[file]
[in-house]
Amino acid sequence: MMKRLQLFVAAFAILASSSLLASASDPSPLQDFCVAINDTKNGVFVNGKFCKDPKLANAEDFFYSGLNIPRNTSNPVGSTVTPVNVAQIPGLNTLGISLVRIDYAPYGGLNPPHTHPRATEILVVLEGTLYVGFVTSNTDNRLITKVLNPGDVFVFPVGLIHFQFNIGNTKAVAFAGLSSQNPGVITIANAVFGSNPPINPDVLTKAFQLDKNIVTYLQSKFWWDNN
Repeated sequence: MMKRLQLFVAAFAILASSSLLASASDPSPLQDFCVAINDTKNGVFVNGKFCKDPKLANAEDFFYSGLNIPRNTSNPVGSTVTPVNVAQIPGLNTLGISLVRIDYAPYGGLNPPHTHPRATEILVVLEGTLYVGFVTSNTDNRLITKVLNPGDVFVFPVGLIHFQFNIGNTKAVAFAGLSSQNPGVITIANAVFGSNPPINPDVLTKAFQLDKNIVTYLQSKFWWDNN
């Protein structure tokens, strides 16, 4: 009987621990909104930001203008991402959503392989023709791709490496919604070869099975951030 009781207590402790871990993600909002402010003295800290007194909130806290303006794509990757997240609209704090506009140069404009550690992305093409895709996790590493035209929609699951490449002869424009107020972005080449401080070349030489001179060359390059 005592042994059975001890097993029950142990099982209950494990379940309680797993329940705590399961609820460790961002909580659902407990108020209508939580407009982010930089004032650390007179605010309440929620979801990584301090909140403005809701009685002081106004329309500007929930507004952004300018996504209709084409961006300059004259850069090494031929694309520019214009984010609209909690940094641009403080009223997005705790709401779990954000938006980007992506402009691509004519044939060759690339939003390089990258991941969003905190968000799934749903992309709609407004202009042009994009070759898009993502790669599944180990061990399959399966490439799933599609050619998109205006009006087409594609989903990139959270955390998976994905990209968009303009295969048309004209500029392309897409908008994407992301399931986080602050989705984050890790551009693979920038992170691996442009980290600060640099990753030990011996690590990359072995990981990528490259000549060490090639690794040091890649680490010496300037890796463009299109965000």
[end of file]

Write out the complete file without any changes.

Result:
[in-house]
Amino acid sequence: MMKRLQLFVAAFAILASSSLLASASDPSPLQDFCVAINDTKNGVFVNGKFCKDPKLANAEDFFYSGLNIPRNTSNPVGSTVTPVNVAQIPGLNTLGISLVRIDYAPYGGLNPPHTHPRATEILVVLEGTLYVGFVTSNTDNRLITKVLNPGDVFVFPVGLIHFQFNIGNTKAVAFAGLSSQNPGVITIANAVFGSNPPINPDVLTKAFQLDKNIVTYLQSKFWWDNN
Repeated sequence: MMKRLQLFVAAFAILASSSLLASASDPSPLQDFCVAINDTKNGVFVNGKFCKDPKLANAEDFFYSGLNIPRNTSNPVGSTVTPVNVAQIPGLNTLGISLVRIDYAPYGGLNPPHTHPRATEILVVLEGTLYVGFVTSNTDNRLITKVLNPGDVFVFPVGLIHFQFNIGNTKAVAFAGLSSQNPGVITIANAVFGSNPPINPDVLTKAFQLDKNIVTYLQSKFWWDNN
């Protein structure tokens, strides 16, 4: 009987621990909104930001203008991402959503392989023709791709490496919604070869099975951030 009781207590402790871990993600909002402010003295800290007194909130806290303006794509990757997240609209704090506009140069404009550690992305093409895709996790590493035209929609699951490449002869424009107020972005080449401080070349030489001179060359390059 005592042994059975001890097993029950142990099982209950494990379940309680797993329940705590399961609820460790961002909580659902407990108020209508939580407009982010930089004032650390007179605010309440929620979801990584301090909140403005809701009685002081106004329309500007929930507004952004300018996504209709084409961006300059004259850069090494031929694309520019214009984010609209909690940094641009403080009223997005705790709401779990954000938006980007992506402009691509004519044939060759690339939003390089990258991941969003905190968000799934749903992309709609407004202009042009994009070759898009993502790669599944180990061990399959399966490439799933599609050619998109205006009006087409594609989903990139959270955390998976994905990209968009303009295969048309004209500029392309897409908008994407992301399931986080602050989705984050890790551009693979920038992170691996442009980290600060640099990753030990011996690590990359072995990981990528490259000549060490090639690794040091890649680490010496300037890796463009299109965000």